I think the best approach is to have some in taxable, some in tax deferred, and some in tax free. Then withdraw on a tax efficient basis for whatever needs may arise later in life.
MrLoco is offline   Reply With Quote
Old 04-29-2018, 05:26 PM   #78
Thinks s/he gets paid by the post
 
Join Date: Oct 2012
Location: Colorado Mountains
Posts: 3,071
Quote:
Originally Posted by sengsational View Post
I'm left wondering how many of those reporting in this thread have run i-orp and if that agrees with their plan. A warning for using i-orp: put the same percent equities for all buckets, or it will preferentially spend out of the lower equity percent bucket and mess up the analysis.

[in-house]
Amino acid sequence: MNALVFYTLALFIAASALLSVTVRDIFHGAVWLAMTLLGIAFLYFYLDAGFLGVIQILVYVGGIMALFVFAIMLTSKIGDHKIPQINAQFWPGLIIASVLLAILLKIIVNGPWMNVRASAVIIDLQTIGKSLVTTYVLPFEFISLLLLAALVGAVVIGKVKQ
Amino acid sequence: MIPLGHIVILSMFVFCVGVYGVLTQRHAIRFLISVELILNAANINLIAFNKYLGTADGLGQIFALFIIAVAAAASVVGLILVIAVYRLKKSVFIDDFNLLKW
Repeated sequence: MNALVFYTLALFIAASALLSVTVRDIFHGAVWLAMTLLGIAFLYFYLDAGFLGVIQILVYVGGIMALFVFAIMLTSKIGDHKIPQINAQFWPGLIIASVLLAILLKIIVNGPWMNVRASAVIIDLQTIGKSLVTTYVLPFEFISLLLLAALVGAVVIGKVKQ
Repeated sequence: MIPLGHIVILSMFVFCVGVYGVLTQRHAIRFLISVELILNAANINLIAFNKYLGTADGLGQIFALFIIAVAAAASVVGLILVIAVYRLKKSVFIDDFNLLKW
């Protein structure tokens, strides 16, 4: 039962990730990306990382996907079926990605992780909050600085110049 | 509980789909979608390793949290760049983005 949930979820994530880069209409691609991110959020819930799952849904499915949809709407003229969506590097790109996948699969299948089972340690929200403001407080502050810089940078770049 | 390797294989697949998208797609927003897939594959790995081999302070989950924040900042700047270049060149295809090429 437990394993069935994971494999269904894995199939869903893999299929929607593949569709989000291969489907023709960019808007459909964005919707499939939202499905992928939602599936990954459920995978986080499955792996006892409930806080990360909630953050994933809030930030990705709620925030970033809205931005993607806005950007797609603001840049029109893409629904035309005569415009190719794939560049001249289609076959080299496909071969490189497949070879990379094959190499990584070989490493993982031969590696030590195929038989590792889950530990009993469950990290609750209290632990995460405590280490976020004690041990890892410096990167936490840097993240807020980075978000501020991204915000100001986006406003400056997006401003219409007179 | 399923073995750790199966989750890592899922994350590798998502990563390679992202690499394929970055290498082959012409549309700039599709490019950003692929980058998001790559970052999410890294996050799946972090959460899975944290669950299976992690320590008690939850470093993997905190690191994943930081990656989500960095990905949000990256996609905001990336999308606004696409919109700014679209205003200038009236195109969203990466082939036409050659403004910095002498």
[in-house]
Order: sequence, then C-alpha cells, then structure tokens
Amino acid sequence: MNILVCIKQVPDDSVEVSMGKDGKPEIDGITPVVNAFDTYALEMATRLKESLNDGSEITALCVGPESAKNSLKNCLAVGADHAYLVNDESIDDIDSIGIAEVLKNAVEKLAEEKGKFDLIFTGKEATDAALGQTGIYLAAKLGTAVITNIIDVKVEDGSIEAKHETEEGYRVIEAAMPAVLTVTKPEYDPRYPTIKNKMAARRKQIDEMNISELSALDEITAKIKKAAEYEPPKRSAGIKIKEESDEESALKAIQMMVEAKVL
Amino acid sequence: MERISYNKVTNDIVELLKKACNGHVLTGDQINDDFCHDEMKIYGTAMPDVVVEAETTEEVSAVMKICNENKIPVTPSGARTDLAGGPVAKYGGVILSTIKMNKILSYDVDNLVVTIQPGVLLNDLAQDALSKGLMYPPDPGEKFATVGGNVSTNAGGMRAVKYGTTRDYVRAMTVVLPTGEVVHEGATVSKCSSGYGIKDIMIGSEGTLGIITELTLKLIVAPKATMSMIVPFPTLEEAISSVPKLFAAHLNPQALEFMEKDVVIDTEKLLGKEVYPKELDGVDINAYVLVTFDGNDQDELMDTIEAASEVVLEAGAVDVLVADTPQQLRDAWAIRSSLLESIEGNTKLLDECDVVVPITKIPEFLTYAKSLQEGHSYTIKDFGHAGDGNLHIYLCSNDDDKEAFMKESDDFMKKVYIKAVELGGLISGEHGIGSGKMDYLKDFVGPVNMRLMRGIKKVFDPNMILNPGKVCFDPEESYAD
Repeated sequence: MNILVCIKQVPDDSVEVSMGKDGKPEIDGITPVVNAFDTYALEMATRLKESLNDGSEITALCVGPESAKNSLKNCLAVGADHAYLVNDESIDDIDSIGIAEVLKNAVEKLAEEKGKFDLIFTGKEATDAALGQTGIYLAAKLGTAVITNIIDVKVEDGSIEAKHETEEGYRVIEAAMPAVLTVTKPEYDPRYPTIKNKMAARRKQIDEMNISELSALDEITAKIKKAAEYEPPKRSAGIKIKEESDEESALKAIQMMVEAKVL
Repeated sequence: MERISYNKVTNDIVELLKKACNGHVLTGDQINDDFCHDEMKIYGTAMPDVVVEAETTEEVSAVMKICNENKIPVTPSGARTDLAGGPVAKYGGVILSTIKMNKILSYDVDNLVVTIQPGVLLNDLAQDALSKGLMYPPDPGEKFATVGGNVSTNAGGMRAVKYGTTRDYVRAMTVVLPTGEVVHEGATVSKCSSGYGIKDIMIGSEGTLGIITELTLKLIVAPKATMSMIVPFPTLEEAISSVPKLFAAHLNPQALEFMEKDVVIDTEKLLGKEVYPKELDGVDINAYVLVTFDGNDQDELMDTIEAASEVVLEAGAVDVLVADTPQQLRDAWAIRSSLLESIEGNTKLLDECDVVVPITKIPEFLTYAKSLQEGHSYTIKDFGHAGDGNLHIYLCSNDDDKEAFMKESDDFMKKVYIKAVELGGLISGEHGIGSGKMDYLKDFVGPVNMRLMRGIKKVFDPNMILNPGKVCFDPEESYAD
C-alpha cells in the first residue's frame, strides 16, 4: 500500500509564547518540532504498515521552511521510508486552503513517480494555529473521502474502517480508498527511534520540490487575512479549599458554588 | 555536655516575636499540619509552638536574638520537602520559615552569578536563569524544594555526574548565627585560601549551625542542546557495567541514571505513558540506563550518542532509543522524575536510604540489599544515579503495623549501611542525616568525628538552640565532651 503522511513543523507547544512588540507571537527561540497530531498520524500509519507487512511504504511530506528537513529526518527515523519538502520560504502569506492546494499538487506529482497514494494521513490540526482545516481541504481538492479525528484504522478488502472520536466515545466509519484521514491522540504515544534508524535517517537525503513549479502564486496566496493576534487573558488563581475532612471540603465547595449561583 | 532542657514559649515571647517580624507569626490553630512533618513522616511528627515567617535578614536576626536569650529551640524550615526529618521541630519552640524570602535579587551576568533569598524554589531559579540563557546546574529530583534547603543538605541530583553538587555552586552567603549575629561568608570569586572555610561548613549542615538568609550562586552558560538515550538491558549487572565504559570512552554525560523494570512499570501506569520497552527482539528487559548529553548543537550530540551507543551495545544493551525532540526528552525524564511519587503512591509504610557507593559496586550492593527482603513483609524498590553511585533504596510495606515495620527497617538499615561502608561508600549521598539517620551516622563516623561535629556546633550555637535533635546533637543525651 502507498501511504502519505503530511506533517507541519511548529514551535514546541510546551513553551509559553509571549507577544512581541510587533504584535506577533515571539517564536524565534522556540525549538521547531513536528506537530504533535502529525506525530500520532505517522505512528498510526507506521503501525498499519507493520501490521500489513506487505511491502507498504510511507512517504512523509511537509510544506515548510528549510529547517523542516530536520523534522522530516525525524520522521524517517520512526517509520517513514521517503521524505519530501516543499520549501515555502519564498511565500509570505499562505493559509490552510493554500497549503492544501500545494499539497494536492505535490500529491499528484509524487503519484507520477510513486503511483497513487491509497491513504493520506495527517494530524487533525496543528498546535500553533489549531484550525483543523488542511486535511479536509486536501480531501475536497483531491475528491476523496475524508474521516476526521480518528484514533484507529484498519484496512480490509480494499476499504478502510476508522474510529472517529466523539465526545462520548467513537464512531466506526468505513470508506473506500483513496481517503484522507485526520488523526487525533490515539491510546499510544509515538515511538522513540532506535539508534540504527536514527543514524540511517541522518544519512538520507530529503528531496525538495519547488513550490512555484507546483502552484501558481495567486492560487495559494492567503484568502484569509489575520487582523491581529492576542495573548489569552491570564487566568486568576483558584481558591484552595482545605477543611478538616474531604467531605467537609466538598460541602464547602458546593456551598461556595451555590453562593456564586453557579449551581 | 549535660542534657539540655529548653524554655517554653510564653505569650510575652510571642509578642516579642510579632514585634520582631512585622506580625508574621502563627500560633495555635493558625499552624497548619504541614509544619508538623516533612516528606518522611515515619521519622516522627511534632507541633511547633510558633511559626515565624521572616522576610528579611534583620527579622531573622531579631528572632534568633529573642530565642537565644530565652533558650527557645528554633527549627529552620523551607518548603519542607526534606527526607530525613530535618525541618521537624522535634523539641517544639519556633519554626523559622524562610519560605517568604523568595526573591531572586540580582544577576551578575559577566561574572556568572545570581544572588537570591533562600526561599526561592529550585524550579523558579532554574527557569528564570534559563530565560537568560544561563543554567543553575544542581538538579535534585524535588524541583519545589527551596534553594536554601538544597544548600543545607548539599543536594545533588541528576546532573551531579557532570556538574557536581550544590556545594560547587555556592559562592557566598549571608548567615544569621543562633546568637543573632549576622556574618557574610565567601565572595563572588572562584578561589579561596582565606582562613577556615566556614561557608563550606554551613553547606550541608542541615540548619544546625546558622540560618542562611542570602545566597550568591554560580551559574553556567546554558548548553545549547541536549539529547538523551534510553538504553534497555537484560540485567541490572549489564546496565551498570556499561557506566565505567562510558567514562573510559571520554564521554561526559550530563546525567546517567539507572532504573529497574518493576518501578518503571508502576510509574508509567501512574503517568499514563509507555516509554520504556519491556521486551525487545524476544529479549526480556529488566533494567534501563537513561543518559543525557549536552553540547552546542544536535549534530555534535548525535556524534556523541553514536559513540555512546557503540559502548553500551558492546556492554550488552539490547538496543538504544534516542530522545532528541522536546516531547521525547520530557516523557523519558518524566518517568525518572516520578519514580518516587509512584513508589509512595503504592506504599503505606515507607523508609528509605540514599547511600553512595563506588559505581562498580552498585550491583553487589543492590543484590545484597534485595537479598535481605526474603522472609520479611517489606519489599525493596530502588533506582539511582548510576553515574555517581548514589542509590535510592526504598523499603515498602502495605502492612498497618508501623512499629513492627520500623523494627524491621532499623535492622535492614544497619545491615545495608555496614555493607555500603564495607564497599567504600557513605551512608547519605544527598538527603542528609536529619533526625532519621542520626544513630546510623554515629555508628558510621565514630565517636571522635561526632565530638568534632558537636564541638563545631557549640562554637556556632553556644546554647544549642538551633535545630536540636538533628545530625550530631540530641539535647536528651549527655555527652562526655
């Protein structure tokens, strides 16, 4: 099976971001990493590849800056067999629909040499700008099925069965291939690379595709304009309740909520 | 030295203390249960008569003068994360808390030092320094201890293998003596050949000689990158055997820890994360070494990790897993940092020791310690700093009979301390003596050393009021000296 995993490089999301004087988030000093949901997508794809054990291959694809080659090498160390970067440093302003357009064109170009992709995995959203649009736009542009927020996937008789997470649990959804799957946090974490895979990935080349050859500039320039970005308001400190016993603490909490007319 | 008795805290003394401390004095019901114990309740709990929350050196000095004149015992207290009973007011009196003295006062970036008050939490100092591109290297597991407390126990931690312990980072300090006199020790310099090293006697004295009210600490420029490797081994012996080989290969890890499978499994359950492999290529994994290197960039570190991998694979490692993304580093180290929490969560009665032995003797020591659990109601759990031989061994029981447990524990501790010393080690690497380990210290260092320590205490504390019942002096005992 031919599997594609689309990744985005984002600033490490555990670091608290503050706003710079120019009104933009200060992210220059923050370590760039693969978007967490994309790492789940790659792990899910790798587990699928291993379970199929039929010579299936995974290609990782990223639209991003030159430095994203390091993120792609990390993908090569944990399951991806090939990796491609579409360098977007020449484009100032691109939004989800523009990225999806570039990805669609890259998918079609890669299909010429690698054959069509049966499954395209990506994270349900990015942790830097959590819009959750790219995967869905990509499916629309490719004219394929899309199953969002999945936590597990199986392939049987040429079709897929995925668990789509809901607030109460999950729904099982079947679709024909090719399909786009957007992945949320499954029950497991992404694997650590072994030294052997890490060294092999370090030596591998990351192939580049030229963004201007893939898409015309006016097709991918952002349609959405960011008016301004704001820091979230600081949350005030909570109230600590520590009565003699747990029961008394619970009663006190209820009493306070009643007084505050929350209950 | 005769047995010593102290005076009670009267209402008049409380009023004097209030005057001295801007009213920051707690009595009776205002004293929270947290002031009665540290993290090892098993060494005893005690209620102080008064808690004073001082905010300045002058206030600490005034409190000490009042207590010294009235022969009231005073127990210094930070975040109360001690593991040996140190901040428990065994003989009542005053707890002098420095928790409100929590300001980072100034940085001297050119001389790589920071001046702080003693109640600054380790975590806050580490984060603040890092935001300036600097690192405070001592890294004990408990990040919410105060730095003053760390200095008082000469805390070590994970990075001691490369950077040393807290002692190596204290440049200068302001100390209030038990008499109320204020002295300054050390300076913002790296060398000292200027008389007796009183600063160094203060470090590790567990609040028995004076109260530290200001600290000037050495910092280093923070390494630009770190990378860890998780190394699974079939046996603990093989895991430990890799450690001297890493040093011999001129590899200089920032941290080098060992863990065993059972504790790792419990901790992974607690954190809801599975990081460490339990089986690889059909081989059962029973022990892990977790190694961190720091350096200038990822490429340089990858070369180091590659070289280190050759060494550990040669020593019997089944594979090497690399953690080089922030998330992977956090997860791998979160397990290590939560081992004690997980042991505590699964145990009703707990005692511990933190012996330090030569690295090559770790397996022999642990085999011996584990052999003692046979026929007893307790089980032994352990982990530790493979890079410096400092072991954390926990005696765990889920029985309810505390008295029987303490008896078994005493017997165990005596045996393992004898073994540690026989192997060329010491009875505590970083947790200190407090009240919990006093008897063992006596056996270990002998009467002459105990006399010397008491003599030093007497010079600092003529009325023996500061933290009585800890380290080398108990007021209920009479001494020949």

i-orp recommended I transfer all assets to Roth at considerable tax ratios. I plan to do charitable distributions using QCDs after 70.5. I don't recall QCDs being considered by i-orp. I also don't think i-orp considers state taxes or Medicare premiums in its calculations both of which can be very big annual hits when they apply to you. Please let me know if I am wrong on these areas.
Hermit is offline   Reply With Quote
Old 04-29-2018, 07:08 PM   #79
Dryer sheet wannabe
whaleknives's Avatar
 
Join Date: Apr 2018
Posts: 19
Quote:
Originally Posted by sengsational View Post
I'm left wondering how many of those reporting in this thread have run i-orp and if that agrees with their plan. A warning for using i-orp: put the same percent equities for all buckets, or it will preferentially spend out of the lower equity percent bucket and mess up the analysis.
The thing to remember about i-ORP is that it maximizes your spending or your final balance:
"If you fix your estate ORP will maximize your annual, after tax, disposable income. If you put an upper bound on your spending ORP will maximize your final total asset balance."